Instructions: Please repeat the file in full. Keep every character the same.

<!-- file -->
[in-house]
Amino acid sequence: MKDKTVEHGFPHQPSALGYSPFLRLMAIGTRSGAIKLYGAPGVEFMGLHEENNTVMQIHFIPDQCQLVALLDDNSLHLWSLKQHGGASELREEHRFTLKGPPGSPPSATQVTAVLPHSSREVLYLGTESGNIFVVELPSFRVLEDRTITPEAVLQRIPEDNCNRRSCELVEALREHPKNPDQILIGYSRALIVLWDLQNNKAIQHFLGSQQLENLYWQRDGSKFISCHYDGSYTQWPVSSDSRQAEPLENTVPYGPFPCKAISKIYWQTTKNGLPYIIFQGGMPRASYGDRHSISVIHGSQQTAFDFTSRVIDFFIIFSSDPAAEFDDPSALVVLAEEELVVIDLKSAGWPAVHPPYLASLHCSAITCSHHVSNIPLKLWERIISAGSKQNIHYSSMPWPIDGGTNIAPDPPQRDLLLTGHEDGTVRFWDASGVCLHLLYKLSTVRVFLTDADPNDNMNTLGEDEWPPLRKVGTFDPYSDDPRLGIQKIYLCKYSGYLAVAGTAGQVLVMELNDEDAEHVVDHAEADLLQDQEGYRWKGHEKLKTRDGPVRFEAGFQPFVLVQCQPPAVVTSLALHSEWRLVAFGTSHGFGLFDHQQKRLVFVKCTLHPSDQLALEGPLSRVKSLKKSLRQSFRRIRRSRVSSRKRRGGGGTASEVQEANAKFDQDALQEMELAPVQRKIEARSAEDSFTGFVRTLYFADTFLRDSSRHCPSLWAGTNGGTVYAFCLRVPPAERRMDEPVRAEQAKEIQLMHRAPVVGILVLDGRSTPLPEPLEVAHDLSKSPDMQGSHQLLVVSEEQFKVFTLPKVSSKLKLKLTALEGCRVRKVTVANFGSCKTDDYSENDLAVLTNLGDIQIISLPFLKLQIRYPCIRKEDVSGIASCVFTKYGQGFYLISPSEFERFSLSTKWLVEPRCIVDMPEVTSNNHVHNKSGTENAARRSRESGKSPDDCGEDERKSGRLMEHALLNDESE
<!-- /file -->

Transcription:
[in-house]
Amino acid sequence: MKDKTVEHGFPHQPSALGYSPFLRLMAIGTRSGAIKLYGAPGVEFMGLHEENNTVMQIHFIPDQCQLVALLDDNSLHLWSLKQHGGASELREEHRFTLKGPPGSPPSATQVTAVLPHSSREVLYLGTESGNIFVVELPSFRVLEDRTITPEAVLQRIPEDNCNRRSCELVEALREHPKNPDQILIGYSRALIVLWDLQNNKAIQHFLGSQQLENLYWQRDGSKFISCHYDGSYTQWPVSSDSRQAEPLENTVPYGPFPCKAISKIYWQTTKNGLPYIIFQGGMPRASYGDRHSISVIHGSQQTAFDFTSRVIDFFIIFSSDPAAEFDDPSALVVLAEEELVVIDLKSAGWPAVHPPYLASLHCSAITCSHHVSNIPLKLWERIISAGSKQNIHYSSMPWPIDGGTNIAPDPPQRDLLLTGHEDGTVRFWDASGVCLHLLYKLSTVRVFLTDADPNDNMNTLGEDEWPPLRKVGTFDPYSDDPRLGIQKIYLCKYSGYLAVAGTAGQVLVMELNDEDAEHVVDHAEADLLQDQEGYRWKGHEKLKTRDGPVRFEAGFQPFVLVQCQPPAVVTSLALHSEWRLVAFGTSHGFGLFDHQQKRLVFVKCTLHPSDQLALEGPLSRVKSLKKSLRQSFRRIRRSRVSSRKRRGGGGTASEVQEANAKFDQDALQEMELAPVQRKIEARSAEDSFTGFVRTLYFADTFLRDSSRHCPSLWAGTNGGTVYAFCLRVPPAERRMDEPVRAEQAKEIQLMHRAPVVGILVLDGRSTPLPEPLEVAHDLSKSPDMQGSHQLLVVSEEQFKVFTLPKVSSKLKLKLTALEGCRVRKVTVANFGSCKTDDYSENDLAVLTNLGDIQIISLPFLKLQIRYPCIRKEDVSGIASCVFTKYGQGFYLISPSEFERFSLSTKWLVEPRCIVDMPEVTSNNHVHNKSGTENAARRSRESGKSPDDCGEDERKSGRLMEHALLNDESE